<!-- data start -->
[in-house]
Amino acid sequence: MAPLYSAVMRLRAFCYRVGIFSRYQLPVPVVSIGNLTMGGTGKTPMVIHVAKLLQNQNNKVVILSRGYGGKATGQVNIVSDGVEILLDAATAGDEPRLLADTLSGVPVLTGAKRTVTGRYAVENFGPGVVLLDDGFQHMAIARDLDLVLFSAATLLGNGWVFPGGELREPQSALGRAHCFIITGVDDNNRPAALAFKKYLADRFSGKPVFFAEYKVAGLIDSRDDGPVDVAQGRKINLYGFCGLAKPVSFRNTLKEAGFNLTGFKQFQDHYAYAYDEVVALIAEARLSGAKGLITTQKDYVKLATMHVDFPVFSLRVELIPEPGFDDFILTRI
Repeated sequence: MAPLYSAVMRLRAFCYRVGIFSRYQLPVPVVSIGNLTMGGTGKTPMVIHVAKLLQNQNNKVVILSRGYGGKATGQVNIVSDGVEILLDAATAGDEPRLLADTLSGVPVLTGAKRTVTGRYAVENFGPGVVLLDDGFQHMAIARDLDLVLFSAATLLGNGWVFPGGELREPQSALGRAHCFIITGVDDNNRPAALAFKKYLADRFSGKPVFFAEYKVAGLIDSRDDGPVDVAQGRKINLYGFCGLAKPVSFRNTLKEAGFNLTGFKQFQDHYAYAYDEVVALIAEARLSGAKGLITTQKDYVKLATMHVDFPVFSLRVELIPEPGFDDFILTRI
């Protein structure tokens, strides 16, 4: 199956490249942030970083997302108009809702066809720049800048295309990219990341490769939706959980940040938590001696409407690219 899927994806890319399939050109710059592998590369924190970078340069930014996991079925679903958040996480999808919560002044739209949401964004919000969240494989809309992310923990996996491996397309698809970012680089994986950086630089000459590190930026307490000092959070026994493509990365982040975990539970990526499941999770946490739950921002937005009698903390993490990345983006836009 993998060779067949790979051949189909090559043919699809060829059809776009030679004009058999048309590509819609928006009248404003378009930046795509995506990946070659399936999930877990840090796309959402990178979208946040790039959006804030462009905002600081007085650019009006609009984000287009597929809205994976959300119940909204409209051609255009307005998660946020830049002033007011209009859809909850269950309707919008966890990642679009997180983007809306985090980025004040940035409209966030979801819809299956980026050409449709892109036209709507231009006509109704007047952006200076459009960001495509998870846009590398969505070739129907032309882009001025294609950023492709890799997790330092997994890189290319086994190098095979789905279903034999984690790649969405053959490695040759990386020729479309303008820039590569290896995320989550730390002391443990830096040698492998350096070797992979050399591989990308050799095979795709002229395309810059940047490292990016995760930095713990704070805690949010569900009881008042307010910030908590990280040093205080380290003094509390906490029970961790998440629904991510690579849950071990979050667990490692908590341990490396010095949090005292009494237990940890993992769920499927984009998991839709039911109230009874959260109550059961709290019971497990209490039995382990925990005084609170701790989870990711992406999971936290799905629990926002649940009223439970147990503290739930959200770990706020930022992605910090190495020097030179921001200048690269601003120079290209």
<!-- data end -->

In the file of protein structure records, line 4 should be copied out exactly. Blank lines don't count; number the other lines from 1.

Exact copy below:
């Protein structure tokens, strides 16, 4: 199956490249942030970083997302108009809702066809720049800048295309990219990341490769939706959980940040938590001696409407690219 899927994806890319399939050109710059592998590369924190970078340069930014996991079925679903958040996480999808919560002044739209949401964004919000969240494989809309992310923990996996491996397309698809970012680089994986950086630089000459590190930026307490000092959070026994493509990365982040975990539970990526499941999770946490739950921002937005009698903390993490990345983006836009 993998060779067949790979051949189909090559043919699809060829059809776009030679004009058999048309590509819609928006009248404003378009930046795509995506990946070659399936999930877990840090796309959402990178979208946040790039959006804030462009905002600081007085650019009006609009984000287009597929809205994976959300119940909204409209051609255009307005998660946020830049002033007011209009859809909850269950309707919008966890990642679009997180983007809306985090980025004040940035409209966030979801819809299956980026050409449709892109036209709507231009006509109704007047952006200076459009960001495509998870846009590398969505070739129907032309882009001025294609950023492709890799997790330092997994890189290319086994190098095979789905279903034999984690790649969405053959490695040759990386020729479309303008820039590569290896995320989550730390002391443990830096040698492998350096070797992979050399591989990308050799095979795709002229395309810059940047490292990016995760930095713990704070805690949010569900009881008042307010910030908590990280040093205080380290003094509390906490029970961790998440629904991510690579849950071990979050667990490692908590341990490396010095949090005292009494237990940890993992769920499927984009998991839709039911109230009874959260109550059961709290019971497990209490039995382990925990005084609170701790989870990711992406999971936290799905629990926002649940009223439970147990503290739930959200770990706020930022992605910090190495020097030179921001200048690269601003120079290209």